478 SW 12th Street, Ontario, OR 97914
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Gum Disease

What is gum disease?

Gum disease (periodontal disease) is an infection of the tissues that surround and support your teeth. Because gum disease is usually painless, you may not know you have it. Also referred to as periodontal disease, gum disease is caused by the bacteria that are on and around your teeth, especially in deep periodontal pockets.

Warning Signs

•  Gums that bleed easily
•  Red, swollen, tender gums
•  Gums that have pulled away from the teeth (recession)
•  Persistent bad breath or bad taste
•  Permanent teeth that are loose or separating
•  Any change in the way your teeth fit together when you bite
•  Any change in the fit of partial dentures

There are many factors that increase the risk of developing periodontitis, including smoking, pregnancy and diabetes. It is important to visit our office if you suspect you have gum disease, because if left untreated, permanent damage can happen, and even tooth loss can occur.

The Early Stage of Gum Disease Is Called Gingivitis

If you have gingivitis, your gums may become red, swollen and bleed easily. At this stage, the disease is still reversible and can usually be eliminated by a professional cleaning at your dental office, followed by daily brushing and flossing.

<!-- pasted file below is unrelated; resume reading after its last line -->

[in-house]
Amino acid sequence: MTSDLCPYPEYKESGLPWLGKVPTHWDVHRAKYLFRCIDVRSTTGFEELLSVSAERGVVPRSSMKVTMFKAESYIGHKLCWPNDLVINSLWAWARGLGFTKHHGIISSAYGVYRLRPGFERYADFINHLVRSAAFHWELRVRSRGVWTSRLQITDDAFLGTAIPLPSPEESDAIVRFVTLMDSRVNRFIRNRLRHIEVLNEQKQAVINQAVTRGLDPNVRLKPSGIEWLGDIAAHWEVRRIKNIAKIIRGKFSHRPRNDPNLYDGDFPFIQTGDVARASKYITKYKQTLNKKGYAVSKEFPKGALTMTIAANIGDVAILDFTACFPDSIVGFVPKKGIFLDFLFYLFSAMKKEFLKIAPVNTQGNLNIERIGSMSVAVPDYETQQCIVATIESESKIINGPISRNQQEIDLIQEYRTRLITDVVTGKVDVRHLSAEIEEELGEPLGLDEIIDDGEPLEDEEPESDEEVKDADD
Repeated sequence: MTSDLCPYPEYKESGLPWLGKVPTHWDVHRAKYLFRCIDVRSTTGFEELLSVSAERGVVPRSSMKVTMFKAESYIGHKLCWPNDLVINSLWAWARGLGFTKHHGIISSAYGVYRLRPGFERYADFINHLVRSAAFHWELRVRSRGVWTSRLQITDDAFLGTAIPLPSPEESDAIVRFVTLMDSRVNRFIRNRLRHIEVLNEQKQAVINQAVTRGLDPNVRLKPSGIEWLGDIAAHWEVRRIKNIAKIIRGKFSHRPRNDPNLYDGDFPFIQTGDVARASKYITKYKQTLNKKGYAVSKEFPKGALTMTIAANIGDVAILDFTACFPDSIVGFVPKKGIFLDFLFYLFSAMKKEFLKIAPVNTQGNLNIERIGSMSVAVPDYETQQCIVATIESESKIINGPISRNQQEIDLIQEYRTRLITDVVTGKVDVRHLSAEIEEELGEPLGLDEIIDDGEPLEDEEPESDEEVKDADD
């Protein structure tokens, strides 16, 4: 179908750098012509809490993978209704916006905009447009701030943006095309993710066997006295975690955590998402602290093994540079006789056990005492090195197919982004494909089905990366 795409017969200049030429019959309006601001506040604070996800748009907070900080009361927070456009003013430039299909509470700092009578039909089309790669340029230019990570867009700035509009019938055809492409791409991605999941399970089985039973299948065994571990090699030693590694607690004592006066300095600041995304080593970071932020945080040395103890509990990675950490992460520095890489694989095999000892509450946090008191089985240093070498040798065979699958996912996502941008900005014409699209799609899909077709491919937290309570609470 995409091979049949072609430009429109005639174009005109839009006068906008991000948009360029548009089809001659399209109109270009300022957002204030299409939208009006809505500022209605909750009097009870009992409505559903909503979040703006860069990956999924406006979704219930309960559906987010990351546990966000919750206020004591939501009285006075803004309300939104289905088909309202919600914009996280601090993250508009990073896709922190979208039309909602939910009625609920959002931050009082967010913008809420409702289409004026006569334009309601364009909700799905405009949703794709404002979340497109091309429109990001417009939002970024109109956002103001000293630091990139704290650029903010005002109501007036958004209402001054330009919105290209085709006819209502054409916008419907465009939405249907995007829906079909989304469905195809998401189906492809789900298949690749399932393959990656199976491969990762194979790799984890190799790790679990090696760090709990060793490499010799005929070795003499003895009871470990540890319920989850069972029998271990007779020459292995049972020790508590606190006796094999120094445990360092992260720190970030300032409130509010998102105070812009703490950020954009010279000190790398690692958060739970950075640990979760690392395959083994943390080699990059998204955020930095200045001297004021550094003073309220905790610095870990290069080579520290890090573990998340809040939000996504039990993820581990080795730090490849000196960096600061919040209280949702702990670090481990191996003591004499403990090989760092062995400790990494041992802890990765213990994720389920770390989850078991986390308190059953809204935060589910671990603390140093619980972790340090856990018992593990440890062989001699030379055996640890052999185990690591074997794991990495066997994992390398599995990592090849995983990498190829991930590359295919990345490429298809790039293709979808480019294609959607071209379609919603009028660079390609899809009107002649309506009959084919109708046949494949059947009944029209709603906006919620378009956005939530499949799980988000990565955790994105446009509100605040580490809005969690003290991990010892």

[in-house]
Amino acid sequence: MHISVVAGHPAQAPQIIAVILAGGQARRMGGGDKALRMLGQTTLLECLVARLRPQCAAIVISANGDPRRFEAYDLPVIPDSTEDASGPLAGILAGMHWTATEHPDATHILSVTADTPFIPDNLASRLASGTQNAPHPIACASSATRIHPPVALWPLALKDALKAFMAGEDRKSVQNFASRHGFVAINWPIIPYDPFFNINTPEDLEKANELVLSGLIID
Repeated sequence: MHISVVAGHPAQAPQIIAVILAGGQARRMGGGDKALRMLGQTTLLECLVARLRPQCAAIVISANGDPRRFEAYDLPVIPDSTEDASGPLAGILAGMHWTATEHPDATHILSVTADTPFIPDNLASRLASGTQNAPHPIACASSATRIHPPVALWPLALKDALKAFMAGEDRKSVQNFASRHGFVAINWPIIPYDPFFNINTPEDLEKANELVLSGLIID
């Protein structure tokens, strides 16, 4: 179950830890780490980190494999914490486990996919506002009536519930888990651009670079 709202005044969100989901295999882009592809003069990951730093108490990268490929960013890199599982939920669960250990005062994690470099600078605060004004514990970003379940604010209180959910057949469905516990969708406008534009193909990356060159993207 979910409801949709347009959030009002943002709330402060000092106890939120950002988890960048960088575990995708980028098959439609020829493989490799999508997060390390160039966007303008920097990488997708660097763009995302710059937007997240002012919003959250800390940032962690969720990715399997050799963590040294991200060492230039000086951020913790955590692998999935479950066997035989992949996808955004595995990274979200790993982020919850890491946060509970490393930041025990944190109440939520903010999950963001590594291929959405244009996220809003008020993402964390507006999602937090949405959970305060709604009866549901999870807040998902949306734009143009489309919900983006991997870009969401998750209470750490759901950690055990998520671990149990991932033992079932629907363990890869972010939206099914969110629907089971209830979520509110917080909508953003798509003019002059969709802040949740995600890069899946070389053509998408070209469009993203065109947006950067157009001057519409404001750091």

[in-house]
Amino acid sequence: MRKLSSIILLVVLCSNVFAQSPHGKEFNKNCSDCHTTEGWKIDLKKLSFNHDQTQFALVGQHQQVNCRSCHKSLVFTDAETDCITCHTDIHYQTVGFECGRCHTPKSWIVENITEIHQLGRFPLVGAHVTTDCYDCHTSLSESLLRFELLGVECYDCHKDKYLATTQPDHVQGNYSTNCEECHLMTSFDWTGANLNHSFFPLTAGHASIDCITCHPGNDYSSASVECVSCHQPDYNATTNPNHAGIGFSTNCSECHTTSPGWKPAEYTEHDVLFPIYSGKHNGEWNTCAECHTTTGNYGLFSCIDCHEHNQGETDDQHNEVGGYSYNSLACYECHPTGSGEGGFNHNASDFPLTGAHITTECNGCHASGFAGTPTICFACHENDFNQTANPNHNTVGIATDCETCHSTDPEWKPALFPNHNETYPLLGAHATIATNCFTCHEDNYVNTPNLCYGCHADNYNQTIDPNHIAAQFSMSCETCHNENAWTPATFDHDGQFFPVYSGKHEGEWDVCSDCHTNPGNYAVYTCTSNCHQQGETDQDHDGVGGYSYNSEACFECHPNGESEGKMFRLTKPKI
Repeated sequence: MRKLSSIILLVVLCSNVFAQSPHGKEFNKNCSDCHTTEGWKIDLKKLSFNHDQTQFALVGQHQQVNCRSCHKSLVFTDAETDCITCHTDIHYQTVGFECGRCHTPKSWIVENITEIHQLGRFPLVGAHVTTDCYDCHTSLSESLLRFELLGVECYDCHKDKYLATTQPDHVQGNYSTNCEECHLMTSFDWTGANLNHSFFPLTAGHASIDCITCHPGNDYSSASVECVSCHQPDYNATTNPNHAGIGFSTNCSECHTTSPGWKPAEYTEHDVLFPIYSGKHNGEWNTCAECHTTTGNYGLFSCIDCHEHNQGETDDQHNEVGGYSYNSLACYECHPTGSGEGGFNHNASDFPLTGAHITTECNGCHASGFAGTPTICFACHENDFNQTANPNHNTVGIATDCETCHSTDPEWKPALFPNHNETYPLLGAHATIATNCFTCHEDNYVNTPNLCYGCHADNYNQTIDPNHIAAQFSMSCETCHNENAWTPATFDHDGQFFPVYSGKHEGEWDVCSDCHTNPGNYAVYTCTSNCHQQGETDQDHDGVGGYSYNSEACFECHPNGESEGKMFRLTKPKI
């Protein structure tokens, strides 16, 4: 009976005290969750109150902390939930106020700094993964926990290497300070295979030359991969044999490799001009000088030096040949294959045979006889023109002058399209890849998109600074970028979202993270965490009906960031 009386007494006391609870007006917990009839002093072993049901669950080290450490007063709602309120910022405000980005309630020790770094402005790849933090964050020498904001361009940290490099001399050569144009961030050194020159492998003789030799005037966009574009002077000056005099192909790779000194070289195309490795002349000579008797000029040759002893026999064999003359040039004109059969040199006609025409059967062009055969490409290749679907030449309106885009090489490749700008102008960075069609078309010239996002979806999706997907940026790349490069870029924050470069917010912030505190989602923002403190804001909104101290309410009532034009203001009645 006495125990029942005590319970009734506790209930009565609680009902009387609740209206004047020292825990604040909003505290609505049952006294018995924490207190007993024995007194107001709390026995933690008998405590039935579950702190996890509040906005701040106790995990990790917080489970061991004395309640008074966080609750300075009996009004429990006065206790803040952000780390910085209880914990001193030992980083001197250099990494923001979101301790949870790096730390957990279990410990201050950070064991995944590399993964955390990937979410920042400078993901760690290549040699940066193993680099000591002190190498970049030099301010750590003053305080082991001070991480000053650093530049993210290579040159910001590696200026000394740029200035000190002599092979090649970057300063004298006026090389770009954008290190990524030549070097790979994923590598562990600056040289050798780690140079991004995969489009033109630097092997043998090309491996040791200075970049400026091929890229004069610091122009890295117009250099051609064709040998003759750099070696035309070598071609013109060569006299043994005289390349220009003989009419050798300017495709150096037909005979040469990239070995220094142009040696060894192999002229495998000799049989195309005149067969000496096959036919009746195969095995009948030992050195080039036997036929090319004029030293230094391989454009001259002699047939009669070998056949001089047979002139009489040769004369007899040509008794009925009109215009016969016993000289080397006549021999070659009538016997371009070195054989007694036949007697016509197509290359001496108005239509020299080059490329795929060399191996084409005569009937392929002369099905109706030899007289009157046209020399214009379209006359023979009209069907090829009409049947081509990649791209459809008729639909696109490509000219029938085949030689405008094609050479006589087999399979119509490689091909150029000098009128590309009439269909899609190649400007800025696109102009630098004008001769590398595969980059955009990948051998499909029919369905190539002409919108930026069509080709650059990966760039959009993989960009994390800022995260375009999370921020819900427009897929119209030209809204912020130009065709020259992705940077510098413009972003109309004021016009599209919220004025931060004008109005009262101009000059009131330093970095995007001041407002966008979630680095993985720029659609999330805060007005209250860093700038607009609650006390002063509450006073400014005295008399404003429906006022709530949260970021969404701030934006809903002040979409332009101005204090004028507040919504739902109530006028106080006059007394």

Advanced Gum Disease Is Called Periodontitis

Chronic periodontitis can lead to the loss of tissue and bone that support the teeth. The main goal for treatment of periodontal disease is to control infection caused by bacteria and remove calculus, which harbors bacteria and can irritate the gums. Periodontal disease cannot be cured. However, we have measures to help slow or stop the progression and work with you at regular continuing care visits (usually every 3–4 months). This is critical in preventing the infection from continuing to cause damage.

Aggressive periodontitis is a highly destructive form of periodontal disease that occurs in patients who are otherwise healthy. Common features include rapid loss of tissue and bone, and may occur in localized areas or in the entire mouth.

Research between systemic diseases and periodontal diseases is ongoing. While a link is not conclusive, some studies indicate that severe gum disease may be associated with several other health conditions such as diabetes or stroke.

Regular dental checkups and periodontal examinations are very important. The treatment methods that our dentists diagnose will depend upon the type of disease and how far the condition has progressed. Good dental care at home is essential for helping to keep periodontal disease from becoming more serious.

Read more about Gum Disease at the National Institute of Dental and Craniofacial Research.
Dr. Eric Dahle
Professional Dental Center
478 SW 12th Street, Ontario, OR 97914-3202